Hitachi Doubles Life of Li-ion Battery With Mn-based Cathode Material
Hitachi Ltd developed a positive-electrode material that can double the life of the company's industrial lithium-ion (Li-ion) rechargeable battery using a manganese positive-electrode material.
The life of the battery was extended by (1) replacing part of the manganese contained in the positive-electrode material with another element to stabilize the crystal structure and (2) adding an acid-resistant composite oxide (an oxide that contains more than one metallic element) to the positive-electrode material to reduce the elution of manganese into the electrolyte.
Hitachi prototyped a battery cell with the new positive-electrode material and concluded that it is possible to realize a battery whose capacity decreases at half the rate and whose life is twice as long (more than 10 years) compared with the company's existing battery cell.
The material is expected to be used for storing electricity at renewable energy-based power plants such as wind-power plants as well as for supplying electricity to electric motor-driven construction machines, which can reduce CO2 emissions. This time, Hitachi prototyped the battery cell in collaboration with Shin-Kobe Electric Machinery Co Ltd.
Li-ion rechargeable batteries are used mainly for consumer electronic devices such as mobile phones and mobile PCs. And many of them use a positive-electrode material composed mainly of cobalt (Co), which is a scarce resource.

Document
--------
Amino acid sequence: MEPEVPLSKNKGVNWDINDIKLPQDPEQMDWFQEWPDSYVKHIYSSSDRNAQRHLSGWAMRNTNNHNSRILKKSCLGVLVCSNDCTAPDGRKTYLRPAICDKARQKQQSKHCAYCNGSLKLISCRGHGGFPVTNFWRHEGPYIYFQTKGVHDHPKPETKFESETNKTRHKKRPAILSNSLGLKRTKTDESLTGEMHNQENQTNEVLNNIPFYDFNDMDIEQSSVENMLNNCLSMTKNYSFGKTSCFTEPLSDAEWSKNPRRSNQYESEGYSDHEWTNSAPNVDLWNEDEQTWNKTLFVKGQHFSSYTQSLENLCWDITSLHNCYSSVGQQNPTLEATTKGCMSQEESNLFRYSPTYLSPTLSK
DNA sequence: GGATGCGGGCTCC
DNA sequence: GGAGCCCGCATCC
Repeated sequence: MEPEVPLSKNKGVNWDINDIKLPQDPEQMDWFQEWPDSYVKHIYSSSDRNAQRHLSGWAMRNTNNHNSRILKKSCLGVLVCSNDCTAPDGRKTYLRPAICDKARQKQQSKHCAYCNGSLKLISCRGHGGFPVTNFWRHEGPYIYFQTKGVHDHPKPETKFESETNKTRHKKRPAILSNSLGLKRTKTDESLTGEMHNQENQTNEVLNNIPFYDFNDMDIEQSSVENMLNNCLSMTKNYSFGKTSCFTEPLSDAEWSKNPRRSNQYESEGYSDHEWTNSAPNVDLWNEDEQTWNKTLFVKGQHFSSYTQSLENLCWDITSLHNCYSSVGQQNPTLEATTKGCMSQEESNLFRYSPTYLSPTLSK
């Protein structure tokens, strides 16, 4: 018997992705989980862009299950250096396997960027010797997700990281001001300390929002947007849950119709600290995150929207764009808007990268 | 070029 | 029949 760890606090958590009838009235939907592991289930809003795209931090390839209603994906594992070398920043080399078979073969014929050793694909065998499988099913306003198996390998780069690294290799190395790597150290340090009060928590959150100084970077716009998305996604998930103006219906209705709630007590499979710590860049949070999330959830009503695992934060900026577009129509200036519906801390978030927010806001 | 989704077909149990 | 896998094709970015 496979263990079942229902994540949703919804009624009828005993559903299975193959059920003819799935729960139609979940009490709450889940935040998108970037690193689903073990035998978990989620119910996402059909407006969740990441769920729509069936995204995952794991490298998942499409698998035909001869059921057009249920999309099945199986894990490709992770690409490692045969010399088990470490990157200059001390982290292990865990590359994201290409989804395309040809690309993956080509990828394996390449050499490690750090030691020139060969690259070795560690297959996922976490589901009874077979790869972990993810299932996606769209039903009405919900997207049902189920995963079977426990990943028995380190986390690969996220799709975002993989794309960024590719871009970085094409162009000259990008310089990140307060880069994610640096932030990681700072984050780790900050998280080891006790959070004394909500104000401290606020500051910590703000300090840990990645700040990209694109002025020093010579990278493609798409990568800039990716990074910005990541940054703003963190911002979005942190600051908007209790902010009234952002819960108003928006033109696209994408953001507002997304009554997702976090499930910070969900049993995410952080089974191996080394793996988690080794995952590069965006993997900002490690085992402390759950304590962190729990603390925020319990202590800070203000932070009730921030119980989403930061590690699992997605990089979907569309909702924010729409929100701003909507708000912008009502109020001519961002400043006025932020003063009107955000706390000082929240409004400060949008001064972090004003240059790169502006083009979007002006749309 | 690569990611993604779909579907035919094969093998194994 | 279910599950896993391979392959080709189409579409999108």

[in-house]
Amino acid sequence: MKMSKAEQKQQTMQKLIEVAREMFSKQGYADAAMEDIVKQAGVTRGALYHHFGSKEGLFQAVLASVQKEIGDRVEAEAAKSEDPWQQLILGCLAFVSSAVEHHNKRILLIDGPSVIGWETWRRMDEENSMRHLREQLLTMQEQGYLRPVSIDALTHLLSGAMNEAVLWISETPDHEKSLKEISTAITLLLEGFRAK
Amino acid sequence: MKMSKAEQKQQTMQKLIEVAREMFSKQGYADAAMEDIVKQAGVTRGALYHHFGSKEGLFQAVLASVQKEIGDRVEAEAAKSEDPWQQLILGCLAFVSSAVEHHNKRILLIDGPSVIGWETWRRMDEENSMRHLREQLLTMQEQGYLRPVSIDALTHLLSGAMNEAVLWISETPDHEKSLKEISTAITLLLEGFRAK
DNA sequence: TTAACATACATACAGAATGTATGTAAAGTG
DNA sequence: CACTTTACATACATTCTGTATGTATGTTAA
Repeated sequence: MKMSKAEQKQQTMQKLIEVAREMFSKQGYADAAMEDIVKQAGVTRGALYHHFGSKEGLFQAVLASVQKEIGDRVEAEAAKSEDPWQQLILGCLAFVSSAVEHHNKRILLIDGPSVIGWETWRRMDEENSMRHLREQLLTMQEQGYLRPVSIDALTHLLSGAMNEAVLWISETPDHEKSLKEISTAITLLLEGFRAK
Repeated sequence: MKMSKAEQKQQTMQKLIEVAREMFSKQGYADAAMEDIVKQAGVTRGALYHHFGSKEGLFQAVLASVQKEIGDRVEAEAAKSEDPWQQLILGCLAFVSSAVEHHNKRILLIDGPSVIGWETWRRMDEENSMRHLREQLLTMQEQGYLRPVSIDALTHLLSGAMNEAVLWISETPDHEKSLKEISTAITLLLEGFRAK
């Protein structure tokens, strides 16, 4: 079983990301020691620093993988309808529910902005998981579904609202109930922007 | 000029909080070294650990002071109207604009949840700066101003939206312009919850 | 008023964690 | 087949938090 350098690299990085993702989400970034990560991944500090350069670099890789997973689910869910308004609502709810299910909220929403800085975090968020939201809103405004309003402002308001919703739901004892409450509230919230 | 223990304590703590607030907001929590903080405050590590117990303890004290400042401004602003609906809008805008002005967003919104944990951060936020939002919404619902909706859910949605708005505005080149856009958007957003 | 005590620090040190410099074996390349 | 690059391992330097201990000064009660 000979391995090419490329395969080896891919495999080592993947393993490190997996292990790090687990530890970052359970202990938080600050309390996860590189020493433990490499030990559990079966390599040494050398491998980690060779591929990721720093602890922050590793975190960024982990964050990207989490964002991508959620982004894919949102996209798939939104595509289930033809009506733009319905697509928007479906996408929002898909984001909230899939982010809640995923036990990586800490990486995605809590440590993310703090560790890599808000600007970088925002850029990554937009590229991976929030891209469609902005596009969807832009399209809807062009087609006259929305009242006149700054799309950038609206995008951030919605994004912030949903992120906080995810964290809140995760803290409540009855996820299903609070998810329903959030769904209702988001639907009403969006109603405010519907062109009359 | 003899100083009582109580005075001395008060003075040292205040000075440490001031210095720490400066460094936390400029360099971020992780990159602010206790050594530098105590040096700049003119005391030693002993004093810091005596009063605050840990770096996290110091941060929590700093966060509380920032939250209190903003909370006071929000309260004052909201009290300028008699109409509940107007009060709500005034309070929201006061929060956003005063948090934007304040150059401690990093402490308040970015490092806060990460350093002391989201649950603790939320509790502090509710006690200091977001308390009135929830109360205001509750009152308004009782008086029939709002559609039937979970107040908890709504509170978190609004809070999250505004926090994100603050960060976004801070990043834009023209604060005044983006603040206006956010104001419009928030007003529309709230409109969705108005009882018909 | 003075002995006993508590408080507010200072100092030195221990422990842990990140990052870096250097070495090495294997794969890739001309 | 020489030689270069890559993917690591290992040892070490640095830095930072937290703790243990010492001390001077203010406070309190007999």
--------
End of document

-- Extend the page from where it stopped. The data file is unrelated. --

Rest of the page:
As an increasing number of Li-ion batteries are used for applications other than consumer electronic devices (e.g. electric hybrid vehicles and electric vehicles), the procurement of cobalt will become an issue. Therefore, Hitachi had an eye on manganese, which is abundantly available, as one of the candidates for a positive-electrode material composed mainly of a metal element other than cobalt.
The company has been researching, for example, a lithium-manganese spinel material (LiMn2O4, which has a spinel structure. Though LiMn2O4 features a high operating voltage and is suited for storing electricity, its capacity lowers due to charging and discharging.
It is possible to stably supply the new positive-electrode material at a low cost because it is composed mainly of manganese. Hitachi plans to enhance the performance of the battery cell by further improving the new positive-electrode material and the composition of the electrolyte in the aim of expanding its business of storage battery-related products.